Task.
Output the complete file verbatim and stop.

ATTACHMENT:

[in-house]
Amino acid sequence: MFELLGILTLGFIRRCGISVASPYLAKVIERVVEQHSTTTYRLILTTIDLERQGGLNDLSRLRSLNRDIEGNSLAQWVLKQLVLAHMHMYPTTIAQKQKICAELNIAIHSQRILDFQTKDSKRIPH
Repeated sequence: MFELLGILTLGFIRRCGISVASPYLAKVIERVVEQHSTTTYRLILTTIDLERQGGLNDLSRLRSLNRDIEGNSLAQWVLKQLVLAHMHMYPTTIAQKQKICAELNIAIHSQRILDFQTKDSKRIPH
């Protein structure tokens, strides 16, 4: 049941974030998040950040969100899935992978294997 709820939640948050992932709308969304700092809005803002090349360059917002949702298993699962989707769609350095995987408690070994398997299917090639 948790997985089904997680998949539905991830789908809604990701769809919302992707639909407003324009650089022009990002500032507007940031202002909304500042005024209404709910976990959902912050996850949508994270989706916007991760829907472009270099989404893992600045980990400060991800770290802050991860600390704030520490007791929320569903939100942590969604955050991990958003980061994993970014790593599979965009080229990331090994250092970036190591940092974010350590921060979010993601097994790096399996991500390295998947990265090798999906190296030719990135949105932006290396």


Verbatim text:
[in-house]
Amino acid sequence: MFELLGILTLGFIRRCGISVASPYLAKVIERVVEQHSTTTYRLILTTIDLERQGGLNDLSRLRSLNRDIEGNSLAQWVLKQLVLAHMHMYPTTIAQKQKICAELNIAIHSQRILDFQTKDSKRIPH
Repeated sequence: MFELLGILTLGFIRRCGISVASPYLAKVIERVVEQHSTTTYRLILTTIDLERQGGLNDLSRLRSLNRDIEGNSLAQWVLKQLVLAHMHMYPTTIAQKQKICAELNIAIHSQRILDFQTKDSKRIPH
């Protein structure tokens, strides 16, 4: 049941974030998040950040969100899935992978294997 709820939640948050992932709308969304700092809005803002090349360059917002949702298993699962989707769609350095995987408690070994398997299917090639 948790997985089904997680998949539905991830789908809604990701769809919302992707639909407003324009650089022009990002500032507007940031202002909304500042005024209404709910976990959902912050996850949508994270989706916007991760829907472009270099989404893992600045980990400060991800770290802050991860600390704030520490007791929320569903939100942590969604955050991990958003980061994993970014790593599979965009080229990331090994250092970036190591940092974010350590921060979010993601097994790096399996991500390295998947990265090798999906190296030719990135949105932006290396």